The third line of this code differs from the source it was taken from. The third line should be replaced by: this[z] = []; var x = 0, y = -1, n = 0, i, j; – Bryce Thomas May 18 '11 at 6:42

For MySQL, I personally use code from a Drupal module, which is available at h

Basically, you execute the posted SQL script to create functions, and then use ORDER BY natsort_canon(field_name, 'natural')

Here's a readme about the function:

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If the OP is asking about idomatic sorting expressions, then not all languages have a natural expression built in. For c I'd go to <stdlib.h> and use qsort. Something on the lines of :

/* non-functional mess deleted */

to sort the arguments into lexical order. Unfortunately this idiom is rather hard to parse for those not used the ways of c.

Suitably chastened by the downvote, I actually read the linked article. Mea culpa.

In anycase the original code did not work, except in the single case I tested. Damn. Plain vanilla c does not have this function, nor is it in any of the usual libraries.

The code below sorts the command line arguments in the natural way as linked. Caveat emptor as it is only lightly tested.

#include <stdio.h>
#include <stdlib.h>
#include <string.h>
#include <ctype.h>

int naturalstrcmp(const char **s1, const char **s2);

int main(int argc, char **argv){
  /* Sort the command line arguments in place */
    (int(*)(const void *, const void *))naturalstrcmp);


int naturalstrcmp(const char **s1p, const char **s2p){
  if ((NULL == s1p) || (NULL == *s1p)) {
    if ((NULL == s2p) || (NULL == *s2p)) return 0;
    return 1;
  if ((NULL == s2p) || (NULL == *s2p)) return -1;

  const char *s1=*s1p;
  const char *s2=*s2p;

  do {
    if (isdigit(s1[0]) && isdigit(s2[0])){ 
      /* Compare numbers as numbers */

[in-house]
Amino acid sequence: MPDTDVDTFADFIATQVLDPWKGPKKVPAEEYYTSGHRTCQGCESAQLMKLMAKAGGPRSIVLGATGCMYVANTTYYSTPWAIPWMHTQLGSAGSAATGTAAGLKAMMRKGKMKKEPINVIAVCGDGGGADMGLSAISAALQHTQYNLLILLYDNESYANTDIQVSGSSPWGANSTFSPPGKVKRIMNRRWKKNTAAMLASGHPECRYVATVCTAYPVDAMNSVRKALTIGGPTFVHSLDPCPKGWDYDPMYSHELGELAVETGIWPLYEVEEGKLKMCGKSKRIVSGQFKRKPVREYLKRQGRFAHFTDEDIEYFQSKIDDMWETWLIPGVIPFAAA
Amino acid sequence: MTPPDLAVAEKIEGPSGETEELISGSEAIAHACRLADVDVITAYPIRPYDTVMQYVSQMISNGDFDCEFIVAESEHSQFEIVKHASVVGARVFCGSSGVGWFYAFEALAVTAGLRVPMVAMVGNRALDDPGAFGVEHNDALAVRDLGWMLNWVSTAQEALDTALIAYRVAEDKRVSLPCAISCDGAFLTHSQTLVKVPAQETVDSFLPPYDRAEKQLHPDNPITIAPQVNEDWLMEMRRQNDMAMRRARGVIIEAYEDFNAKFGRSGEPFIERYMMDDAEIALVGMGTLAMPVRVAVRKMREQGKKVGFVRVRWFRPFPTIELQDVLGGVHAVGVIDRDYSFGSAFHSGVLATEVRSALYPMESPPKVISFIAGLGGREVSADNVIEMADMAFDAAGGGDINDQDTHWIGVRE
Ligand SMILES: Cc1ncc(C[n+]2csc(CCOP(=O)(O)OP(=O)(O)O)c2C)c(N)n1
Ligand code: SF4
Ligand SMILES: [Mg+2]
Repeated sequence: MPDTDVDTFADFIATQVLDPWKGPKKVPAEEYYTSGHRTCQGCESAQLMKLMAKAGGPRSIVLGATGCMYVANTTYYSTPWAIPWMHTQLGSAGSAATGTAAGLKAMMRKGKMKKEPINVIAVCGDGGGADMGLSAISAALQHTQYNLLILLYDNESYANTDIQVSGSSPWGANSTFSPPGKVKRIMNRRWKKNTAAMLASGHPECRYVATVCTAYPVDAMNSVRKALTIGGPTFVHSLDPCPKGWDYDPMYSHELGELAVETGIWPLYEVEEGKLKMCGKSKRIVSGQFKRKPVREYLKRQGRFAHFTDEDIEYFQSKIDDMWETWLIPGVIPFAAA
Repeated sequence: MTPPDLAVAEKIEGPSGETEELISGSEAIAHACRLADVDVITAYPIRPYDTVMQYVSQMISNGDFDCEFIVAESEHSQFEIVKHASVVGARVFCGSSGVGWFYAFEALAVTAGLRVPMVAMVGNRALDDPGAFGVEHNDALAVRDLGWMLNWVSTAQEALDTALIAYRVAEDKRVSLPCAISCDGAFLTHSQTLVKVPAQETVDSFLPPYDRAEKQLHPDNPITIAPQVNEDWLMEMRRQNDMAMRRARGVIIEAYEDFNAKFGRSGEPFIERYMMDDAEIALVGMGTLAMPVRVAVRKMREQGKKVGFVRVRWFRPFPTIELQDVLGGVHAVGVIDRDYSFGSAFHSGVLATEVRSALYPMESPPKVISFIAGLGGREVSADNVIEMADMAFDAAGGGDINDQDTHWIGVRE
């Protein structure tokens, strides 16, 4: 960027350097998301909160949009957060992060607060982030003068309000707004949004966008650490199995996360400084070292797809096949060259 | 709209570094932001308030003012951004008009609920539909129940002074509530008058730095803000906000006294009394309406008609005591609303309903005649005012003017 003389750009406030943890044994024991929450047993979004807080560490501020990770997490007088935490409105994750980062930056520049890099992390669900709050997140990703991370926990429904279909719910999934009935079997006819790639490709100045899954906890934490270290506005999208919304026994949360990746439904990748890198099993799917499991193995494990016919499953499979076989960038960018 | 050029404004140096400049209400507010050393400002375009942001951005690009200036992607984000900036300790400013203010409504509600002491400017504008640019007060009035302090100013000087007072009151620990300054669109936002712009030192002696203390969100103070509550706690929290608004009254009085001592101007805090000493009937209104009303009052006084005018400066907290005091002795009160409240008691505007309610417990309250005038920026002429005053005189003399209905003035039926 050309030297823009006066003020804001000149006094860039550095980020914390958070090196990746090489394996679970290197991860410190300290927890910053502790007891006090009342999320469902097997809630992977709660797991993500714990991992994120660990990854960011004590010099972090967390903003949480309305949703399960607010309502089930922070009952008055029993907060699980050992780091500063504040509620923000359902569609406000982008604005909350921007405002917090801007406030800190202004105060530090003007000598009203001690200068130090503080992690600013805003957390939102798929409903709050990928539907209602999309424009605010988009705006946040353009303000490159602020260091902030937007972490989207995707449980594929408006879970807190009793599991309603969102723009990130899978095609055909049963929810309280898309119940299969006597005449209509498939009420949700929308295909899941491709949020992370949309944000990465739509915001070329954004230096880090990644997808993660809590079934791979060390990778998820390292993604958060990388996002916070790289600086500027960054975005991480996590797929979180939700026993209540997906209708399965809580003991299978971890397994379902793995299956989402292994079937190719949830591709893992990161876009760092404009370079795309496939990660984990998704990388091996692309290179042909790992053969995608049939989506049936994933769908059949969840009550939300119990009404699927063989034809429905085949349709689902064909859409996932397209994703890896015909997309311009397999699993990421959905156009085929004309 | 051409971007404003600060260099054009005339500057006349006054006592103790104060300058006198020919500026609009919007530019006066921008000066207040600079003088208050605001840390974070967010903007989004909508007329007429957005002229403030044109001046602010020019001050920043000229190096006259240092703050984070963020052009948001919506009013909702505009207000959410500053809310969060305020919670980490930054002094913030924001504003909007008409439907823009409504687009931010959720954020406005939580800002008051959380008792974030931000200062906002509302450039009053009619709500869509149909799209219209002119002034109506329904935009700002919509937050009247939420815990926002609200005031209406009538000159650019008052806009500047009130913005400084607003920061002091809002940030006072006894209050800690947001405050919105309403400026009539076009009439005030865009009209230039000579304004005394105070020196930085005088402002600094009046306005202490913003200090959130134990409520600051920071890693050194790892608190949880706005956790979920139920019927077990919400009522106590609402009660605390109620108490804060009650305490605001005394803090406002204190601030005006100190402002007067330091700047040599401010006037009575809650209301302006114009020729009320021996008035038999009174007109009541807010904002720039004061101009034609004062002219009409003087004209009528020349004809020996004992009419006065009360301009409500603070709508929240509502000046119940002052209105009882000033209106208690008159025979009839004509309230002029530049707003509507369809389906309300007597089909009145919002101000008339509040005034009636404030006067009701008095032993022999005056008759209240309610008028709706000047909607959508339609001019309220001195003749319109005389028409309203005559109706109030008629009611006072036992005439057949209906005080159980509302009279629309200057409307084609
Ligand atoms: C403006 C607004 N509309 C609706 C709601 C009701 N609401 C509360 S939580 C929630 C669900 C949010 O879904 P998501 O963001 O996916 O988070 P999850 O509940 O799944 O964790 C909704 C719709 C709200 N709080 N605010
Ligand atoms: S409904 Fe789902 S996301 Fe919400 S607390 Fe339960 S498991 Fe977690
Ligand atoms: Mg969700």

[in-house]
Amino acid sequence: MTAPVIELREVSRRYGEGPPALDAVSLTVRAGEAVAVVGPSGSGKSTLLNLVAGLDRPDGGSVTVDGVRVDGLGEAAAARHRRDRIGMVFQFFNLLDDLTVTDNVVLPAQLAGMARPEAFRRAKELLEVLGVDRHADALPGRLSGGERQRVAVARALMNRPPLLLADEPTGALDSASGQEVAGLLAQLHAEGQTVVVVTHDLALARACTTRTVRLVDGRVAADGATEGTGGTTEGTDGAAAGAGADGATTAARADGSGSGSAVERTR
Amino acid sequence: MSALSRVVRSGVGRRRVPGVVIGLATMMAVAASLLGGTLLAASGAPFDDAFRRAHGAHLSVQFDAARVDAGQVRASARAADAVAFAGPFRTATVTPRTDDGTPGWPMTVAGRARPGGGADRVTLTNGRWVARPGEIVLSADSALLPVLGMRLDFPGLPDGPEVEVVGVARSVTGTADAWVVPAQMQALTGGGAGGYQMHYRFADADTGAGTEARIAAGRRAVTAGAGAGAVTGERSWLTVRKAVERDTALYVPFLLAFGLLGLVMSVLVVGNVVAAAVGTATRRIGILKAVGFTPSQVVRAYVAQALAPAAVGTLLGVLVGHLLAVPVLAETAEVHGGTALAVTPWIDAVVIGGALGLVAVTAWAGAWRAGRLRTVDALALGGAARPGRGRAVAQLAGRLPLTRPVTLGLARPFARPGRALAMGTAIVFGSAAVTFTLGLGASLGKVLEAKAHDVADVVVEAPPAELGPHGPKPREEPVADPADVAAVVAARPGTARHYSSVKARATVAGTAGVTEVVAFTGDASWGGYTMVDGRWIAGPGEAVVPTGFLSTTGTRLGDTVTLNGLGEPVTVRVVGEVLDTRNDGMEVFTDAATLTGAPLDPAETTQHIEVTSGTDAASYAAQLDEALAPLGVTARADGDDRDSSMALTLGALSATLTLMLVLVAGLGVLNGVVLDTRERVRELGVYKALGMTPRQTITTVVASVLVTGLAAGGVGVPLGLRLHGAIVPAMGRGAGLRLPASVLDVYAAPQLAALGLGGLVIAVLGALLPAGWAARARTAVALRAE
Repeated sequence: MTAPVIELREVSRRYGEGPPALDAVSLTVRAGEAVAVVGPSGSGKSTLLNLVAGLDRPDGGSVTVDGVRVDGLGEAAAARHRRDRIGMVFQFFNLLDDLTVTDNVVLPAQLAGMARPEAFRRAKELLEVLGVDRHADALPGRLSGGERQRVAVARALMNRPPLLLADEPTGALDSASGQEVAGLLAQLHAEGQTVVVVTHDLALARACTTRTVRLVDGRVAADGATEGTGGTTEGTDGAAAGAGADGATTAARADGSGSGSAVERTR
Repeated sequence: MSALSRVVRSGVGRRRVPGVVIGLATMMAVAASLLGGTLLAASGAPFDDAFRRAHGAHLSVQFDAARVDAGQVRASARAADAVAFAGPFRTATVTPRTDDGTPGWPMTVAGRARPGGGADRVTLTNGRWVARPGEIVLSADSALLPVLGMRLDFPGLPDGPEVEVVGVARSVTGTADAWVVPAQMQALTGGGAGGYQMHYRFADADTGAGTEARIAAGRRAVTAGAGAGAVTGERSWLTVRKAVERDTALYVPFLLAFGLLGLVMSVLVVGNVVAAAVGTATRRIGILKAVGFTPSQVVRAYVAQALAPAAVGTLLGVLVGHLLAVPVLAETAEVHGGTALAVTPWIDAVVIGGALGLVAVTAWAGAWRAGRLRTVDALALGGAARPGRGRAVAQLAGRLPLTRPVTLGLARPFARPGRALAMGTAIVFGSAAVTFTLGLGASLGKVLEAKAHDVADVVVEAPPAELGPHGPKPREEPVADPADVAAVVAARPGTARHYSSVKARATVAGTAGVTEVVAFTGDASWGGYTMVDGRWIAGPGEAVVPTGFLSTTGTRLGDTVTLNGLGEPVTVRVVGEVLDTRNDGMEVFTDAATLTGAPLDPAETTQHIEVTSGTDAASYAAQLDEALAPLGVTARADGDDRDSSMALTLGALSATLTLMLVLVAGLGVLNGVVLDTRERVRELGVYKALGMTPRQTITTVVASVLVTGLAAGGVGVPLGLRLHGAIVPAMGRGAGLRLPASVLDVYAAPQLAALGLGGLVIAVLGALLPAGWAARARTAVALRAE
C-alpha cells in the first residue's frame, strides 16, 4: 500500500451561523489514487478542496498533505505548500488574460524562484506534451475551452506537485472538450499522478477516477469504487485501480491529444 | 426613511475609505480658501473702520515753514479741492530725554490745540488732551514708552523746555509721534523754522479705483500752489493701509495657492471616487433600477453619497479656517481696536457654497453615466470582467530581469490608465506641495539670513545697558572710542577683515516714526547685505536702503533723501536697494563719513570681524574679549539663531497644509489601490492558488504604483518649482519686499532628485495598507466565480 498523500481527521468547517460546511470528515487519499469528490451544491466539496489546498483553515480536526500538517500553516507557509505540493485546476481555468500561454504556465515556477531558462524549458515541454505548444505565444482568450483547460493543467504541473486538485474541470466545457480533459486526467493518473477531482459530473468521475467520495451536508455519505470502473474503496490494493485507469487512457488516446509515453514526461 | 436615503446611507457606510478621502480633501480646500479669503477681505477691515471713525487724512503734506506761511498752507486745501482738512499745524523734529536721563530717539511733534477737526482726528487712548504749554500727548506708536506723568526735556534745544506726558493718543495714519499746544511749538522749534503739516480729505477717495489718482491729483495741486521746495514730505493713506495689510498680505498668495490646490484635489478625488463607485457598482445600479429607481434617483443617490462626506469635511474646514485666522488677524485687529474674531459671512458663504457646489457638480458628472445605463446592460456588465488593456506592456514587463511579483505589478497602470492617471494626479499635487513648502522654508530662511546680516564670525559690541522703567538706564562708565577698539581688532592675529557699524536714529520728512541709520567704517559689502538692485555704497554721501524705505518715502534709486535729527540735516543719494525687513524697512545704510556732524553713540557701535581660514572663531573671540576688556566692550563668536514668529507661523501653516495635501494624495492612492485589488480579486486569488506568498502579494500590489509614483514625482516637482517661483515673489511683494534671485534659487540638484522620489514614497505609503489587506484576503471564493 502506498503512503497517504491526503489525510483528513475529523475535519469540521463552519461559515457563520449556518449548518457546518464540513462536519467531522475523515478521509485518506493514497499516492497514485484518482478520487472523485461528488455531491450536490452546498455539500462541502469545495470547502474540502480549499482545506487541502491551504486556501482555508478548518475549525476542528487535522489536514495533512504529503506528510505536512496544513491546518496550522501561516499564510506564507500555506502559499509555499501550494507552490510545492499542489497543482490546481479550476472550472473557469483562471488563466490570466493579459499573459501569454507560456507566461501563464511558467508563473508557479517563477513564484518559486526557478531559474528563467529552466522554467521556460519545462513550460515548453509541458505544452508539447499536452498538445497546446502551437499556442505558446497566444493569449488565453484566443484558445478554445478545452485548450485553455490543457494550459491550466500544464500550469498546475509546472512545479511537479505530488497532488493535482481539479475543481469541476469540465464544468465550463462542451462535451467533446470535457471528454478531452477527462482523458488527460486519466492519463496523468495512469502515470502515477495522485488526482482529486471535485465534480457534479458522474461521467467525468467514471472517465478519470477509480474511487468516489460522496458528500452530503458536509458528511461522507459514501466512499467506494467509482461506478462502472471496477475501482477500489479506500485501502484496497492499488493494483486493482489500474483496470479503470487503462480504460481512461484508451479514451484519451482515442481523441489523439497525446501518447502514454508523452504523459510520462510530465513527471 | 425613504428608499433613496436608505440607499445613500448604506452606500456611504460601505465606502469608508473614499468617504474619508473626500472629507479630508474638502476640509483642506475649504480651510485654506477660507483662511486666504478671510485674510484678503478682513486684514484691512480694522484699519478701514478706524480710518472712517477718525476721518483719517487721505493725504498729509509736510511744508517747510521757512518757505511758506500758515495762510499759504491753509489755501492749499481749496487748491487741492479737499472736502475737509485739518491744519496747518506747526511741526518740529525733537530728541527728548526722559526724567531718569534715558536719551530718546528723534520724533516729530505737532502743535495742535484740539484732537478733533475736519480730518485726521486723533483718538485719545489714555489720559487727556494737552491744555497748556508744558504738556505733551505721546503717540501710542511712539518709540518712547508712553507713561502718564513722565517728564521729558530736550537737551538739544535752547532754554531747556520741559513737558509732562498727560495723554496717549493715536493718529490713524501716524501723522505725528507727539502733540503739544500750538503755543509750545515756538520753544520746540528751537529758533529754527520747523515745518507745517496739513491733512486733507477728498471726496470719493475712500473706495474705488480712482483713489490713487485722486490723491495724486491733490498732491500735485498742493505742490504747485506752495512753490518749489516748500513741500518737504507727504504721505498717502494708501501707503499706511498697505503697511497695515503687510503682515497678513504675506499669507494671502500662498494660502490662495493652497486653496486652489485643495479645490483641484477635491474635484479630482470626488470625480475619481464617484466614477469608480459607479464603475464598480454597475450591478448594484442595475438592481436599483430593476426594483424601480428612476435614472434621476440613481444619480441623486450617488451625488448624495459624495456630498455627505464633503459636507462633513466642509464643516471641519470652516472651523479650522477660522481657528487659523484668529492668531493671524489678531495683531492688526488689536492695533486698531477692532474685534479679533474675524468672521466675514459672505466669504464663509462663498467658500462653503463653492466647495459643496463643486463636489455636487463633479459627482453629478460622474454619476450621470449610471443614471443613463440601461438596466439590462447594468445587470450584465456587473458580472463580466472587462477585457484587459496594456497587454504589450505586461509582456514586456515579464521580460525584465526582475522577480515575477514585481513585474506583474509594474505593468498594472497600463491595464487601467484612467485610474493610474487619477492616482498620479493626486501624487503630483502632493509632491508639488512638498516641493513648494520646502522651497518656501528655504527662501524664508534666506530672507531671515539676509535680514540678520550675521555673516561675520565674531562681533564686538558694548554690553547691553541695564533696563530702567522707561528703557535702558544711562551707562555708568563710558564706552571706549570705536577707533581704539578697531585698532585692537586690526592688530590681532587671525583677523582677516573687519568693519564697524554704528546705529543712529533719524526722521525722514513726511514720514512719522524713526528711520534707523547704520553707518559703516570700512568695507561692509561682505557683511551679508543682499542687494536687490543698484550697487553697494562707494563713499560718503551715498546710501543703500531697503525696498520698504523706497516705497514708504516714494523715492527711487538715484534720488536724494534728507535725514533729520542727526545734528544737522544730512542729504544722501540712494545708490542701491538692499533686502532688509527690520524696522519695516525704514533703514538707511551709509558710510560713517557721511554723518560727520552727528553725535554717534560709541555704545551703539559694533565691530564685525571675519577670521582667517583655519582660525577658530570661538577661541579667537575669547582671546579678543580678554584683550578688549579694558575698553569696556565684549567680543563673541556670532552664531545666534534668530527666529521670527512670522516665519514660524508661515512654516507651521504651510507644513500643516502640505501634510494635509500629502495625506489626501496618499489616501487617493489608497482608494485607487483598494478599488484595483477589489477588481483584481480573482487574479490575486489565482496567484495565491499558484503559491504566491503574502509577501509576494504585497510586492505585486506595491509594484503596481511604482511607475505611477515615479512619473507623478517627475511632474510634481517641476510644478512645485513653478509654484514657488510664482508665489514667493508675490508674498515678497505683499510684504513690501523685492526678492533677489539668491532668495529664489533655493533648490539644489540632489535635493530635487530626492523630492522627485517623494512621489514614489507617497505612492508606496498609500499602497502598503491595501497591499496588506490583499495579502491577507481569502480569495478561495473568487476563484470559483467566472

int c1 = strspn(s1,"0123456789"); /* Could be more efficient here... */
      int c2 = strspn(s2,"0123456789");
      if (c1 > c2) {
    return 1;
      } else if (c1 < c2) {
    return -1;
      /* the digit strings have equal length, so compare digit by digit */
      while (c1--) {
    if (s1[0] > s2[0]){
      return 1;
    } else if (s1[0] < s2[0]){
      return -1;
    } else if (s1[0] > s2[0]){
      return 1;
    } else if (s1[0] < s2[0]){
      return -1;
  } while ( (s1!='\0') || (s2!='\0') );
  return 0;

This approach is pretty brute force, but it is simple and can probably be duplicated in any imperative language.

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Here's a cleanup of the code in the article the question linked to:

def sorted_nicely(strings): 
    "Sort strings the way humans are said to expect."
    return sorted(strings, key=natural_sort_key)

def natural_sort_key(key):
    import re
    return [int(t) if t.isdigit() else t for t in re.split(r'(\d+)', key)]

But actually I haven't had occasion to sort anything this way.

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Just to note that i used your code in another answer: the destination software will be up on github with attribution. get back to me if that is a problem – Nuno Furtado Apr 9 '14 at 12:25